White After Labor Day: Non-Issue, or Unholy Crime?
…what happens if you wear white after Labor Day? Do you get a ticket from the fashion police?…Are you turned away from eating establishments? Do they quit accepting your money at PTA or place of worship? I think our mothers are laughing because they gave us one of those life rules that we’re afraid to break. Kind of like—clean your plate—there are starving children somewhere.
QVC Community Blog, September 3, 2007
After lunch recently, a 60-something friend of mine told me that she had to get back home and finish putting away her white clothes for the coming season. I remembered that there was a “thing” about white clothing and Labor Day, but I couldn’t recall precisely what it was, so I asked her about it.
She was taken aback by my…well, I don’t know…sartorial irresponsibility? Hermit-like dearth of exposure? General lack of breeding? I’m not sure. But she couldn’t believe I wasn’t able to recite this longstanding article of U.S. cultural law, and even more appalled at the implications of this flaw in my character.
“If you don’t know the rule,” she began, eyes glazing over with growing dread, “then you probably pay no attention to whether you’re wearing white or not after Labor Day!”
What could I say? It was true. I couldn’t accurately play back the famous Labor Day “thing”, and I paid no attention whatsoever to a clothing color code in everyday life. Kids from the south side of Chicago were not schooled in these matters when I was growing up. I don’t remember my southern sharecropper grandparents having made it a priority for their children, either.
I helped her to a chair and offered to fetch her a glass of water in the wake of this cruel discovery, but, thankfully, she had gone into “stiff upper lip” mode and now was riding out the aftermath with a quiet, dignified resolve. She would survive this thing in due course. How fortunate for the both of us.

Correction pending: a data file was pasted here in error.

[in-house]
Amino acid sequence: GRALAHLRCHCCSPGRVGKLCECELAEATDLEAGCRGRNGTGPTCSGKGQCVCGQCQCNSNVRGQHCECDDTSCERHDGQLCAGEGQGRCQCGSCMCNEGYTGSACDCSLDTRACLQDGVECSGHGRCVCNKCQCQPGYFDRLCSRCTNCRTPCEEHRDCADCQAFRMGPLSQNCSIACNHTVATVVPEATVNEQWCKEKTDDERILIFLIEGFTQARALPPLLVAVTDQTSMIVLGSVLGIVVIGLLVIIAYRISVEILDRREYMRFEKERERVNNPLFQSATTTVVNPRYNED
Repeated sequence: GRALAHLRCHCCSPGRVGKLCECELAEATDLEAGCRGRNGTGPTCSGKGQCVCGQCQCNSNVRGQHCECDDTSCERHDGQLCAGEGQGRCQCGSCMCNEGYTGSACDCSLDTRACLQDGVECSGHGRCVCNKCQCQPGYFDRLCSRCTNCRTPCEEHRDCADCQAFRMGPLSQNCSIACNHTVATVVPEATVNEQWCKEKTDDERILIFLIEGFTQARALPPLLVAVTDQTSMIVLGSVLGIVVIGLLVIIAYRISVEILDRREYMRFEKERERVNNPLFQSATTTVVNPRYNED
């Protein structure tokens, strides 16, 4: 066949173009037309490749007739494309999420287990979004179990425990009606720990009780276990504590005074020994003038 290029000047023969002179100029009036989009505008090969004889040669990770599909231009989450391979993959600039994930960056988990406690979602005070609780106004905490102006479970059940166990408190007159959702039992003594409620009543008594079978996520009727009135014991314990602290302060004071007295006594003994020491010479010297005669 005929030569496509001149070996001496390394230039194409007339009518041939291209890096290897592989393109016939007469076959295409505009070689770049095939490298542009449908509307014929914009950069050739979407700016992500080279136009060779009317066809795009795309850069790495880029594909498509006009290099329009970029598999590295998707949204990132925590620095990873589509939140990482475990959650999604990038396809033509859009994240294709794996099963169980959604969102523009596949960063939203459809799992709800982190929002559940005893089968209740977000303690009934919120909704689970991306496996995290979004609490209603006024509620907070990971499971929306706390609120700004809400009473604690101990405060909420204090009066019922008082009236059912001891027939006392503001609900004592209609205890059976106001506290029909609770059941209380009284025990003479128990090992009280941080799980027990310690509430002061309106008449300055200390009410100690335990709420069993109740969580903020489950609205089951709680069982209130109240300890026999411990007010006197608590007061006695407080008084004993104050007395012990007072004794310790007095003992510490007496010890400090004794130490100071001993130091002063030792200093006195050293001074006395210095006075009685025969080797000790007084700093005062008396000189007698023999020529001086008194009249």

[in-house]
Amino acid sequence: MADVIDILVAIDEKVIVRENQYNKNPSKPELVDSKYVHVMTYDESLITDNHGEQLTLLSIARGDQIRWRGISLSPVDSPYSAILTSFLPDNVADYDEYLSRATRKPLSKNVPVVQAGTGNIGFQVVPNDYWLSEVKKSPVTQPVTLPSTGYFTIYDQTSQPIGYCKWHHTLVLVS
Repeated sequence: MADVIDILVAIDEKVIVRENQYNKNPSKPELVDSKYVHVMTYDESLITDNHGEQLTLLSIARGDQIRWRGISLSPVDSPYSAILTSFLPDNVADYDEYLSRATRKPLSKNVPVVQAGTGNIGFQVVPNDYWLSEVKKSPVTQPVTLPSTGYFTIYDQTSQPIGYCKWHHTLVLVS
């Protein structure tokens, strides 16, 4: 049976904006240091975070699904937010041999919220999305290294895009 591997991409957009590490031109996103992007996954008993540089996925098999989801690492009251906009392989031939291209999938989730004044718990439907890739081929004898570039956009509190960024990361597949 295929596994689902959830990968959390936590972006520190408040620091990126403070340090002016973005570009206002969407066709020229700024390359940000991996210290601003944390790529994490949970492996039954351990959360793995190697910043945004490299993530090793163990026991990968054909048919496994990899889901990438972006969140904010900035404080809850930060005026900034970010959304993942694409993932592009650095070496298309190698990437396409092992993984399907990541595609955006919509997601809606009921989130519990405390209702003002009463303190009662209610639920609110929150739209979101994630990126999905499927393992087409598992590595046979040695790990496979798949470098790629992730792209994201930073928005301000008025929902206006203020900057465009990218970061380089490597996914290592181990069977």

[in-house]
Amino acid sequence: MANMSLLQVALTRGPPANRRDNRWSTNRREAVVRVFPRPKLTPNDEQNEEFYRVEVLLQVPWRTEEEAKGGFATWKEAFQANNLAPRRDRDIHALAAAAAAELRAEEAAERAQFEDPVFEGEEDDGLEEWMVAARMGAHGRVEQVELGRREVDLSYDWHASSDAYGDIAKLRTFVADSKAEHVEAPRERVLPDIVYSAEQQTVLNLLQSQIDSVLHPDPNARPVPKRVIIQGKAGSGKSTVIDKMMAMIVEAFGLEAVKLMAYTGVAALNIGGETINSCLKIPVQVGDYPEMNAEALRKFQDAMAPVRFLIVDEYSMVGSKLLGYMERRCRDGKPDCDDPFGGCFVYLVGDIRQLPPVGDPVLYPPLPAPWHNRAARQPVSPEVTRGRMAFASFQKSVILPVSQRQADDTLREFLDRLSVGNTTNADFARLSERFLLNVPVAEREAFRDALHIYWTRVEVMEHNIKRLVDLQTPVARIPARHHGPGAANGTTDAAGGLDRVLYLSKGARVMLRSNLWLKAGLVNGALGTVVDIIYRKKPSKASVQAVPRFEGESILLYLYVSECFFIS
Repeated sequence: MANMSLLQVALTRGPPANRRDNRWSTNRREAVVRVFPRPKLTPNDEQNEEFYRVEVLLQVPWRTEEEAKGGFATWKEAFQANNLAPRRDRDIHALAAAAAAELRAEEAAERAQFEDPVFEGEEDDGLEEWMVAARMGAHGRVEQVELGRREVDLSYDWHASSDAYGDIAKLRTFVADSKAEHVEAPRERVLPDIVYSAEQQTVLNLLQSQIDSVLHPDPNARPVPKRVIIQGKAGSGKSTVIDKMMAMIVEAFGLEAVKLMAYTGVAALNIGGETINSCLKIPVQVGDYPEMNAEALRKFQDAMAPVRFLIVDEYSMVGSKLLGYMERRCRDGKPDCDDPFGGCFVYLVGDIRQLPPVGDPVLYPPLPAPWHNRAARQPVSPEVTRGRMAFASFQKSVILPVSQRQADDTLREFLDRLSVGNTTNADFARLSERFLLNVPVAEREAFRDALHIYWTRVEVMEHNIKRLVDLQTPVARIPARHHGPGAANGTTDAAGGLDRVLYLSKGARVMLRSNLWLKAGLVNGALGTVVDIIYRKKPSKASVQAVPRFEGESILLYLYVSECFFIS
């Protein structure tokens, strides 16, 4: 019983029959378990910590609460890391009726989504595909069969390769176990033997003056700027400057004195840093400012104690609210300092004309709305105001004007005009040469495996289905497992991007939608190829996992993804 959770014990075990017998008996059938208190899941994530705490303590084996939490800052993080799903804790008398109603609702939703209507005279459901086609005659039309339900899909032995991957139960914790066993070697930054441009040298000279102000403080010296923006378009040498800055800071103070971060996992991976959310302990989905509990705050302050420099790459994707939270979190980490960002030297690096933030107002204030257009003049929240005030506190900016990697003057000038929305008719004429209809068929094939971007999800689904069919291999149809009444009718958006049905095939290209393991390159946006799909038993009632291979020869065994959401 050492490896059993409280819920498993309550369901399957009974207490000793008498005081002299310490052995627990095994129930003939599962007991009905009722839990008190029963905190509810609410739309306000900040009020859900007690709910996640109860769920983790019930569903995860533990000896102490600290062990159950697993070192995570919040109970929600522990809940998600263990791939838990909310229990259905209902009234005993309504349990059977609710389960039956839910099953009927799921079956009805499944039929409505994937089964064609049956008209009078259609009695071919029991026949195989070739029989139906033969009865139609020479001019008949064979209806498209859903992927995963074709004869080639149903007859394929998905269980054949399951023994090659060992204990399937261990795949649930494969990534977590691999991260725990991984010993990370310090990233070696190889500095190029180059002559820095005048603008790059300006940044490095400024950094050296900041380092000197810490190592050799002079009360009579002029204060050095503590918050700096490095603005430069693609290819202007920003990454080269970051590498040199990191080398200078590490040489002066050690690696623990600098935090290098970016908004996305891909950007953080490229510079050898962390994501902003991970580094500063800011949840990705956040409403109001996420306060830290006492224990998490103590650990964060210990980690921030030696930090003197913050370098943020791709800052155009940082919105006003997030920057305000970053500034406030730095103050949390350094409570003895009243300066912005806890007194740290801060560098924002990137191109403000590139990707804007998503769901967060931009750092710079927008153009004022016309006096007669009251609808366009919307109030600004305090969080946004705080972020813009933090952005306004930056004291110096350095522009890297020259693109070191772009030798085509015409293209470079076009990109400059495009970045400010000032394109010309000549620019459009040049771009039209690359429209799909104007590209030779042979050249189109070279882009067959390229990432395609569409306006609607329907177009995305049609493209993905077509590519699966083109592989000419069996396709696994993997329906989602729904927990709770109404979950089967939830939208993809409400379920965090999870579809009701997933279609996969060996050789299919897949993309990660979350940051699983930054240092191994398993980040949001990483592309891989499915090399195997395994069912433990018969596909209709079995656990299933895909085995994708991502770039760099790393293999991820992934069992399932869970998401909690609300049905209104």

I read up a bit on this theme later on, and learned that at some point in the past—like maybe the 1950s—a certain trend-setting segment of the populace decided that white pumps should be retired by Labor Day. Inexplicably, scads of American women apparently responded, “We hear, and obey”.
In fact the idea caught on big-time in parts of the South, though apparently not among the sharecropping set. Eventually the edict morphed to cover white slacks, handbags, and other apparel; by then, support of the “no white after Labor Day” fashion code had become a sure-fire gauge of one’s own taste and refinement.
As you’ll see from the links below, this tenet of U.S. fashion has gone largely by the wayside over the years, as weather considerations and a freer interpretation of “what works” have trumped the efforts of the National Style Police.
Thank goodness, or by now the only thing I would’ve refined would be my pigeon-raising skills in a gritty little medium-security cell on The Rock.
And for fashion-conscious men who’ve wrestled with this question over time, a retailer-focused online forum:
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